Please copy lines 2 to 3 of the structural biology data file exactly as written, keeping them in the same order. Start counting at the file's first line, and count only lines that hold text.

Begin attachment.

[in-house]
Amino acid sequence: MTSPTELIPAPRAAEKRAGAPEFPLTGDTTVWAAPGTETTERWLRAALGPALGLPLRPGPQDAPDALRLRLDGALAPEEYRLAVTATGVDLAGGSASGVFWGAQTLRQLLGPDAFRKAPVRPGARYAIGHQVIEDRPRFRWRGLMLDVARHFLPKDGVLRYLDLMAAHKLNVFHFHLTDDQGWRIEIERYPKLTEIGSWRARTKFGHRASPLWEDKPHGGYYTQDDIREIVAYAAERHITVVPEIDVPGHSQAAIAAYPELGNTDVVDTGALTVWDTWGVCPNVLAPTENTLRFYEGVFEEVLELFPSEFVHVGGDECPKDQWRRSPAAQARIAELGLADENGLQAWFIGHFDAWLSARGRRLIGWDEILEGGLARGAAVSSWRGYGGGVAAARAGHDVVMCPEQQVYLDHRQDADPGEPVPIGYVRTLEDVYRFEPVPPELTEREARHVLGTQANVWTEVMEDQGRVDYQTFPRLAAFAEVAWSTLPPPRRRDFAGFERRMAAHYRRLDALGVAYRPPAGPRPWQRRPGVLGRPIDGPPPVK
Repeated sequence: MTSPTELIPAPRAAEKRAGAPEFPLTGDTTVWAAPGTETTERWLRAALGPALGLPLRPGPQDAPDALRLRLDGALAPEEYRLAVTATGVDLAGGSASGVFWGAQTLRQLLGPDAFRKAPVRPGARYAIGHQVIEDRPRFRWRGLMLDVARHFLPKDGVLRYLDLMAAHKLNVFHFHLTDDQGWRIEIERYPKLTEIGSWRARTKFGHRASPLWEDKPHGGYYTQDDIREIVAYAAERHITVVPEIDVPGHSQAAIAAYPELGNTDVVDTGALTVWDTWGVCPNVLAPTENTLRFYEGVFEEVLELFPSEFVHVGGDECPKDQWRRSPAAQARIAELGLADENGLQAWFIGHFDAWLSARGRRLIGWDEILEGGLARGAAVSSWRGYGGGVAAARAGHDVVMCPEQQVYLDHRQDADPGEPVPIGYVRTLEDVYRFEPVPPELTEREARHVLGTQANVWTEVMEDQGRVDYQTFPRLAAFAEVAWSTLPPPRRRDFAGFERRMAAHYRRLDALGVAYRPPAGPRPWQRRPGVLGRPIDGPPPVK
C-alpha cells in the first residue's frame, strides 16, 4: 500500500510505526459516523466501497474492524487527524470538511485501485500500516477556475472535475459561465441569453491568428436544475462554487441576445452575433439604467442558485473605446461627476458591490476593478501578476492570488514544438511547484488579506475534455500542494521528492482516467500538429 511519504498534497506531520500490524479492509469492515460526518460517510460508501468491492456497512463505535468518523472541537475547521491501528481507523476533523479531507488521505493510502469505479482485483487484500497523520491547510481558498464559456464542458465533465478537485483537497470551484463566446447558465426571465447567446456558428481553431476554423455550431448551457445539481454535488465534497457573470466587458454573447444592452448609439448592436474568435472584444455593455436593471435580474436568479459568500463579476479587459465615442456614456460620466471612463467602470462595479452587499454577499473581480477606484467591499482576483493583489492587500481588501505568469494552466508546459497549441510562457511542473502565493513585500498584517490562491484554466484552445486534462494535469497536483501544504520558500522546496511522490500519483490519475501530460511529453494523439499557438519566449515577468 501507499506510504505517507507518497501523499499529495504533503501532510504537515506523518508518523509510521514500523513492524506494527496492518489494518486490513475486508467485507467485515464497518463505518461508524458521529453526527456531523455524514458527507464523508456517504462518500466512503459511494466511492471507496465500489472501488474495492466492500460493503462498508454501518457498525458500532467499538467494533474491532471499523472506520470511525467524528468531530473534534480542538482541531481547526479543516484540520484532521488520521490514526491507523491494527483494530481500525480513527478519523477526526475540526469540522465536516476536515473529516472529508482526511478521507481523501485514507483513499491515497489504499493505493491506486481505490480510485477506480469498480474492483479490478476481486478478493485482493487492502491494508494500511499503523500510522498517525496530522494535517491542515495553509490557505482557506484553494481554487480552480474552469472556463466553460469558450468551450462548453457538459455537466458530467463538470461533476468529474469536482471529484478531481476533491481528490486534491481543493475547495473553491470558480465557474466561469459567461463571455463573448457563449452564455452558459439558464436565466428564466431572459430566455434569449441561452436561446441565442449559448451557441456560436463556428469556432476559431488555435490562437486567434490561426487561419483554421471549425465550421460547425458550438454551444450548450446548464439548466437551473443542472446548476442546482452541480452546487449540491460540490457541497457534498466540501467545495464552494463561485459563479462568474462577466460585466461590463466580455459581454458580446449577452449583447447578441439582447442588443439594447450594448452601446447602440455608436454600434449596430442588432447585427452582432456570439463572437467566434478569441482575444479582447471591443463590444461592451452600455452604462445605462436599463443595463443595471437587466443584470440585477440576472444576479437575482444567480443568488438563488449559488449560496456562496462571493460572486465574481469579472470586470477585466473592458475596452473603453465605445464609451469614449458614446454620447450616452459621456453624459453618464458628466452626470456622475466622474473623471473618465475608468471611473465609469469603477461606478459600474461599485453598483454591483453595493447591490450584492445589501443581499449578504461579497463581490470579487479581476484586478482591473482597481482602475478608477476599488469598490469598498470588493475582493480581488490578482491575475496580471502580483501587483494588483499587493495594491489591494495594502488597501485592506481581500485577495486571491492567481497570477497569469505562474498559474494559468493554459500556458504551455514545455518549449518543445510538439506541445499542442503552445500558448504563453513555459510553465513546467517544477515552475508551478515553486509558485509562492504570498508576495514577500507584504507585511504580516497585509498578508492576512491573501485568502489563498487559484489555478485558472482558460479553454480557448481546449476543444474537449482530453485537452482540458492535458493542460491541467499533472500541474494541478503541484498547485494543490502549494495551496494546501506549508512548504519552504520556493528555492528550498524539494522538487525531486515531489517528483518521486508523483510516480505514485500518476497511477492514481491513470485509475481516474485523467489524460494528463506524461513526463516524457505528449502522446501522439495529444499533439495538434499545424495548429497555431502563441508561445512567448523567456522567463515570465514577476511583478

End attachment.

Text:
Amino acid sequence: MTSPTELIPAPRAAEKRAGAPEFPLTGDTTVWAAPGTETTERWLRAALGPALGLPLRPGPQDAPDALRLRLDGALAPEEYRLAVTATGVDLAGGSASGVFWGAQTLRQLLGPDAFRKAPVRPGARYAIGHQVIEDRPRFRWRGLMLDVARHFLPKDGVLRYLDLMAAHKLNVFHFHLTDDQGWRIEIERYPKLTEIGSWRARTKFGHRASPLWEDKPHGGYYTQDDIREIVAYAAERHITVVPEIDVPGHSQAAIAAYPELGNTDVVDTGALTVWDTWGVCPNVLAPTENTLRFYEGVFEEVLELFPSEFVHVGGDECPKDQWRRSPAAQARIAELGLADENGLQAWFIGHFDAWLSARGRRLIGWDEILEGGLARGAAVSSWRGYGGGVAAARAGHDVVMCPEQQVYLDHRQDADPGEPVPIGYVRTLEDVYRFEPVPPELTEREARHVLGTQANVWTEVMEDQGRVDYQTFPRLAAFAEVAWSTLPPPRRRDFAGFERRMAAHYRRLDALGVAYRPPAGPRPWQRRPGVLGRPIDGPPPVK
Repeated sequence: MTSPTELIPAPRAAEKRAGAPEFPLTGDTTVWAAPGTETTERWLRAALGPALGLPLRPGPQDAPDALRLRLDGALAPEEYRLAVTATGVDLAGGSASGVFWGAQTLRQLLGPDAFRKAPVRPGARYAIGHQVIEDRPRFRWRGLMLDVARHFLPKDGVLRYLDLMAAHKLNVFHFHLTDDQGWRIEIERYPKLTEIGSWRARTKFGHRASPLWEDKPHGGYYTQDDIREIVAYAAERHITVVPEIDVPGHSQAAIAAYPELGNTDVVDTGALTVWDTWGVCPNVLAPTENTLRFYEGVFEEVLELFPSEFVHVGGDECPKDQWRRSPAAQARIAELGLADENGLQAWFIGHFDAWLSARGRRLIGWDEILEGGLARGAAVSSWRGYGGGVAAARAGHDVVMCPEQQVYLDHRQDADPGEPVPIGYVRTLEDVYRFEPVPPELTEREARHVLGTQANVWTEVMEDQGRVDYQTFPRLAAFAEVAWSTLPPPRRRDFAGFERRMAAHYRRLDALGVAYRPPAGPRPWQRRPGVLGRPIDGPPPVK